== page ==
Words: 3254 - Pages: 14

Premium Essay

New Nationalism and Teddy Roosevelt: the New Ideals of Federal Intervention, Social Justice and Economic Welfare for the Nation.

...New Nationalism and Teddy Roosevelt: The new ideals of federal intervention, social justice and economic welfare for the Nation. Abstract In 1901 when President McKinley was assassinated, Roosevelt confronted sentiment, especially from the older members of the Republican Party, that he was not the right person to lead the country, often referring to him as “His Accidency.” Roosevelt was interested in quickly changing the mood of the country and establishing his legitimacy to his new position. He did so by introducing a “New Nationalist” form of Progressivism. When Roosevelt was sworn in, the Progressive Party had already been developing and growing since the end of the 19th century. It advocated for reforms and the lead of the government in changing society’s problems in response to socio-economic and political imbalances. Such thinking was a radical change in the country’s mindset, with earlier efforts supporting private efforts to solve the nation’s ills. The Progressive party had a broad platform, but the overall goal was for government to implement and lead efforts to alter societal inequalities. The Progressives called for eliminating corruption in the federal government as well as supporting a social welfare program, the women’s vote, penal system reform, and prohibition. Although the issue of civil rights for African-Americans was of concern of some members, this issue was not formally included in any of the Progressive party’s literature. With the support......

Words: 5710 - Pages: 23

Premium Essay

How Far Does the Disaster of 1898 Account for the Growth of Catalan and Basque Nationalism?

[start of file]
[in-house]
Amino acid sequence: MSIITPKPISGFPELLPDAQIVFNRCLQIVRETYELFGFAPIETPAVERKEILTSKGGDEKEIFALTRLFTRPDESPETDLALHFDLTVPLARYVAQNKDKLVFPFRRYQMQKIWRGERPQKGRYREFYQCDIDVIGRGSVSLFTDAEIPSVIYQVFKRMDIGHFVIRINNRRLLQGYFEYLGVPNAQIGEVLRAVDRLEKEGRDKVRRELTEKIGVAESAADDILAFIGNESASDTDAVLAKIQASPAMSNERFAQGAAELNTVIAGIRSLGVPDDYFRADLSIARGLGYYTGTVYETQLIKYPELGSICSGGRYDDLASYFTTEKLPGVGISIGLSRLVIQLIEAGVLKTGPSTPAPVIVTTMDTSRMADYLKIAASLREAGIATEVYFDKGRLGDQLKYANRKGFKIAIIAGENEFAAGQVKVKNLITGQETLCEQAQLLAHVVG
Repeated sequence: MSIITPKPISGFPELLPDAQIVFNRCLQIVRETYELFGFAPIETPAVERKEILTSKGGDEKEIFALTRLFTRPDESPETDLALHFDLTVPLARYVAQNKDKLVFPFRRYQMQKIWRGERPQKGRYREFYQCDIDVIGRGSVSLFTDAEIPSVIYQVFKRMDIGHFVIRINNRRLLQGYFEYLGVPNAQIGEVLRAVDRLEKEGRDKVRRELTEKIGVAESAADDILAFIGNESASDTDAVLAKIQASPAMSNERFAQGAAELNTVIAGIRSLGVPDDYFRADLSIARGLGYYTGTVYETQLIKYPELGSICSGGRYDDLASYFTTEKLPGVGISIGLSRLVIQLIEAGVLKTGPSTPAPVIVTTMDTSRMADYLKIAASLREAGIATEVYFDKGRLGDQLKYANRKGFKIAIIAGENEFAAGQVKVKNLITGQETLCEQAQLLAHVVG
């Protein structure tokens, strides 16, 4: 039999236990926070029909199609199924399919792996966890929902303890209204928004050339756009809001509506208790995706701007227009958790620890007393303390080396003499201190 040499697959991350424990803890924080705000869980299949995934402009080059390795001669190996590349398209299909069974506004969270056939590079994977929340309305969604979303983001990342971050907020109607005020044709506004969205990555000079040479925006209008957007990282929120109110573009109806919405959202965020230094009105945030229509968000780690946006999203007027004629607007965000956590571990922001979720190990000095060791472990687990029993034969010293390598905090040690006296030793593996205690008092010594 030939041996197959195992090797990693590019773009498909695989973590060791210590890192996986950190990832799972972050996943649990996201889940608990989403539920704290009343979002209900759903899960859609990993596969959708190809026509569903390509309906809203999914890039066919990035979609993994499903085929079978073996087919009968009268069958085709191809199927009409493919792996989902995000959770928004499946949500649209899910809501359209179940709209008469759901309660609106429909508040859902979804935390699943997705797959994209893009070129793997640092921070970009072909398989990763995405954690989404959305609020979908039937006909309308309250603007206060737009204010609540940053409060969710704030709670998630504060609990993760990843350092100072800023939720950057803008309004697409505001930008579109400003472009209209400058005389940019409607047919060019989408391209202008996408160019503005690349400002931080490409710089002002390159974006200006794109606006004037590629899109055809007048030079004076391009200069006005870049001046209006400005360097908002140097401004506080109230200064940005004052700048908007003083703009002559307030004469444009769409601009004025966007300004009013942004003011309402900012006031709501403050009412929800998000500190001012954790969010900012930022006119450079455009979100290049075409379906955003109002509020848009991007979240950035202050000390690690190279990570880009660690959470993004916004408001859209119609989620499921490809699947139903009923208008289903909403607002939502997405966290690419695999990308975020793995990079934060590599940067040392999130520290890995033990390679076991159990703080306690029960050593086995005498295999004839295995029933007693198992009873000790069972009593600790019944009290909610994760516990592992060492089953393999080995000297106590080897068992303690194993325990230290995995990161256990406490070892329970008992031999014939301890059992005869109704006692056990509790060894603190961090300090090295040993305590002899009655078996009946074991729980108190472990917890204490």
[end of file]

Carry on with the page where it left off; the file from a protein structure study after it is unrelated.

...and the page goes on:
...How far does the disaster of 1898 account for the growth of Catalan and Basque nationalism? The humiliating defeat of Spain to America during the Spanish-American War of 1898 dealt a catastrophic blow to the Spanish nation. In the subsequent Treaty of Paris signed on December 10th 1898, Spain relinquished its remaining colonial territories in the Caribbean and the Pacific. The disaster evoked heavy criticism of the Restoration government and its inherent corruption amongst many groups within Spanish society and served as a catalyst for the emergence of new political forces seeking to contest against the ruling oligarchy, most notably Catalan and Basque nationalism. This essay will argue that the disaster of 1898 was largely accountable for the growth of this nationalist sentiment in Catalonia and the Basque country. However, it will go on to assert that it was not wholly responsible: Catalanism had been built upon a steadily growing tide of Catalan particularism throughout the nineteenth century, and in the Basque Country its growth was ephemeral and would in fact enter a period of a more accelerated development during the years of the First World War. In Catalonia, friction had long existed between its regional demands and the centralising mission of the Spanish state. This tension had grown as a process of modernisation encouraged by industrial development in Catalonia had widened the cultural and economic gap between it and a stagnant central and southern Spain...